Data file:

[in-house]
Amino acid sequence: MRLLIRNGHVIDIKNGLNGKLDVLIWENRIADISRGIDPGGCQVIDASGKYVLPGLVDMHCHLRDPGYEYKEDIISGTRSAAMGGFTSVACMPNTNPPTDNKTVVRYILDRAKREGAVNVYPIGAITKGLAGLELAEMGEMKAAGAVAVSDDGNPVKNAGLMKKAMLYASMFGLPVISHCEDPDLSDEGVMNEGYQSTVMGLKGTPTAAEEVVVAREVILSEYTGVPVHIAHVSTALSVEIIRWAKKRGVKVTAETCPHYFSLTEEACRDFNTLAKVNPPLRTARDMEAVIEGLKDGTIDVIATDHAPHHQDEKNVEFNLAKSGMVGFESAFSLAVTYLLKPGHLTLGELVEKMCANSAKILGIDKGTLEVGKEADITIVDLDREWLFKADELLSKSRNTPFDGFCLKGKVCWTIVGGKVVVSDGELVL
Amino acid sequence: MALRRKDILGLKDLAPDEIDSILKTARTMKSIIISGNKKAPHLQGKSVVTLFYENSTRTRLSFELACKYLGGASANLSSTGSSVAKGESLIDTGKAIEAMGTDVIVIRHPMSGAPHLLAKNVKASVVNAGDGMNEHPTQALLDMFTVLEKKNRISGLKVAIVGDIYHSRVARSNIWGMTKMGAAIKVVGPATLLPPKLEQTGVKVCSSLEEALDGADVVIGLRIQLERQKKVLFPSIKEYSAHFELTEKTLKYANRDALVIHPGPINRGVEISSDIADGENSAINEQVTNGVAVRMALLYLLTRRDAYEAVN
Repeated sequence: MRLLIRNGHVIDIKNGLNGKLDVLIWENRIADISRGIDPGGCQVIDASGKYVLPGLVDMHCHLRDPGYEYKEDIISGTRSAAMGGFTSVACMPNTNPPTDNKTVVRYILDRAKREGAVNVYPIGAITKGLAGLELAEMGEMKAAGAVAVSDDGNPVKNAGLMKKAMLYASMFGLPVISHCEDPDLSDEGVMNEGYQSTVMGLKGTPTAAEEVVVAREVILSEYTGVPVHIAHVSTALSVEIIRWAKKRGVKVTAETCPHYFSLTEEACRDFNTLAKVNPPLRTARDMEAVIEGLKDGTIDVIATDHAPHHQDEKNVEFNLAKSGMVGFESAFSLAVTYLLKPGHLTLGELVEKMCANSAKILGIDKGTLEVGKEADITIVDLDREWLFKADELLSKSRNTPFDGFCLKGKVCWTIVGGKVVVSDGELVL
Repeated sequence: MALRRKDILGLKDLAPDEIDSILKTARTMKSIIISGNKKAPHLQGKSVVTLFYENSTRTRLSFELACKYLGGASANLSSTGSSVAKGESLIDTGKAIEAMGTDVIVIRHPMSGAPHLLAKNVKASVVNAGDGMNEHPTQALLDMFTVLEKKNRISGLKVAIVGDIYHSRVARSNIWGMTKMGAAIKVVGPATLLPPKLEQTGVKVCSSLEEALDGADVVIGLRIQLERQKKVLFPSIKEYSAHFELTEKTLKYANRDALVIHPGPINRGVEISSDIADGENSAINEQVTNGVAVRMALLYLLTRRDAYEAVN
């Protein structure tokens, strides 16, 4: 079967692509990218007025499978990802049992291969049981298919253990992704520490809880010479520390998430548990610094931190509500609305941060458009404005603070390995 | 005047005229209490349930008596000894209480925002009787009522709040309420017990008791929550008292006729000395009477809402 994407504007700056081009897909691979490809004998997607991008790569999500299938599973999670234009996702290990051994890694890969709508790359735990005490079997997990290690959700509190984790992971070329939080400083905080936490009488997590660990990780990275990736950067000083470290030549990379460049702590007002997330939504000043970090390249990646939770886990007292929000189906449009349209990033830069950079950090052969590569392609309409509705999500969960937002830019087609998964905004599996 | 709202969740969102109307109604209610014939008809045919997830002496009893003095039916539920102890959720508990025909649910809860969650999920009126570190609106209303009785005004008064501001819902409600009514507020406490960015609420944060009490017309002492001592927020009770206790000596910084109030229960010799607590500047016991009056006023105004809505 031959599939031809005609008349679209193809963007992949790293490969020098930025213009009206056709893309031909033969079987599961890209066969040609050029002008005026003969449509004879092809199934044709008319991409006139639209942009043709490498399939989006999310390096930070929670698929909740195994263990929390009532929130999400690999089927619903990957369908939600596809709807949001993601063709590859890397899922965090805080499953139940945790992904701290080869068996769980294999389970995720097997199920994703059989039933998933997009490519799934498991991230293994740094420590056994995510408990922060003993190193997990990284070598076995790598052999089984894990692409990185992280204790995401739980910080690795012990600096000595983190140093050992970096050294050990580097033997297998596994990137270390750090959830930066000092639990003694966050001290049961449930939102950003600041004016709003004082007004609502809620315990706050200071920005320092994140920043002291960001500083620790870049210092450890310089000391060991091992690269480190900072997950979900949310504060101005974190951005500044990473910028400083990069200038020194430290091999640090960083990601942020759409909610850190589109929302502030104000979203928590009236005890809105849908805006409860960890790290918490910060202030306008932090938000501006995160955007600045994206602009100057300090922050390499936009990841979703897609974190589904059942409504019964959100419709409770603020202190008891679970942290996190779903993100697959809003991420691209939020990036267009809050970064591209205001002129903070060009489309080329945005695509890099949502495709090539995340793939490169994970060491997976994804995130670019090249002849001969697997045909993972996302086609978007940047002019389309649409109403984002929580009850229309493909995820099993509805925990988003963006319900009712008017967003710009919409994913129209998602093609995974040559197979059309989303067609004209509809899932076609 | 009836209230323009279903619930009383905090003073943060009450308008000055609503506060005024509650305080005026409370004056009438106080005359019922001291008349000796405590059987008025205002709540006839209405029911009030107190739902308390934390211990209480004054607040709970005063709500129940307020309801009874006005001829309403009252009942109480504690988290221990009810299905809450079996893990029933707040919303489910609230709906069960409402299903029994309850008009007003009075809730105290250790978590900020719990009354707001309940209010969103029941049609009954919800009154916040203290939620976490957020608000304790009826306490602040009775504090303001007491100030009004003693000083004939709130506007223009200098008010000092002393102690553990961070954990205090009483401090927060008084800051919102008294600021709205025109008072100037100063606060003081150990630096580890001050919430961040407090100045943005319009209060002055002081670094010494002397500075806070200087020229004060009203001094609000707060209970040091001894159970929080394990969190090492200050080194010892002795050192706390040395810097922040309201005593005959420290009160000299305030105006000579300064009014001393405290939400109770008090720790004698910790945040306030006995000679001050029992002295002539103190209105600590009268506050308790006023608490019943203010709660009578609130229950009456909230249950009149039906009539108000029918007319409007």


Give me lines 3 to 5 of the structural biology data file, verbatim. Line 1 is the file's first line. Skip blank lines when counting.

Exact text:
Amino acid sequence: MALRRKDILGLKDLAPDEIDSILKTARTMKSIIISGNKKAPHLQGKSVVTLFYENSTRTRLSFELACKYLGGASANLSSTGSSVAKGESLIDTGKAIEAMGTDVIVIRHPMSGAPHLLAKNVKASVVNAGDGMNEHPTQALLDMFTVLEKKNRISGLKVAIVGDIYHSRVARSNIWGMTKMGAAIKVVGPATLLPPKLEQTGVKVCSSLEEALDGADVVIGLRIQLERQKKVLFPSIKEYSAHFELTEKTLKYANRDALVIHPGPINRGVEISSDIADGENSAINEQVTNGVAVRMALLYLLTRRDAYEAVN
Repeated sequence: MRLLIRNGHVIDIKNGLNGKLDVLIWENRIADISRGIDPGGCQVIDASGKYVLPGLVDMHCHLRDPGYEYKEDIISGTRSAAMGGFTSVACMPNTNPPTDNKTVVRYILDRAKREGAVNVYPIGAITKGLAGLELAEMGEMKAAGAVAVSDDGNPVKNAGLMKKAMLYASMFGLPVISHCEDPDLSDEGVMNEGYQSTVMGLKGTPTAAEEVVVAREVILSEYTGVPVHIAHVSTALSVEIIRWAKKRGVKVTAETCPHYFSLTEEACRDFNTLAKVNPPLRTARDMEAVIEGLKDGTIDVIATDHAPHHQDEKNVEFNLAKSGMVGFESAFSLAVTYLLKPGHLTLGELVEKMCANSAKILGIDKGTLEVGKEADITIVDLDREWLFKADELLSKSRNTPFDGFCLKGKVCWTIVGGKVVVSDGELVL
Repeated sequence: MALRRKDILGLKDLAPDEIDSILKTARTMKSIIISGNKKAPHLQGKSVVTLFYENSTRTRLSFELACKYLGGASANLSSTGSSVAKGESLIDTGKAIEAMGTDVIVIRHPMSGAPHLLAKNVKASVVNAGDGMNEHPTQALLDMFTVLEKKNRISGLKVAIVGDIYHSRVARSNIWGMTKMGAAIKVVGPATLLPPKLEQTGVKVCSSLEEALDGADVVIGLRIQLERQKKVLFPSIKEYSAHFELTEKTLKYANRDALVIHPGPINRGVEISSDIADGENSAINEQVTNGVAVRMALLYLLTRRDAYEAVN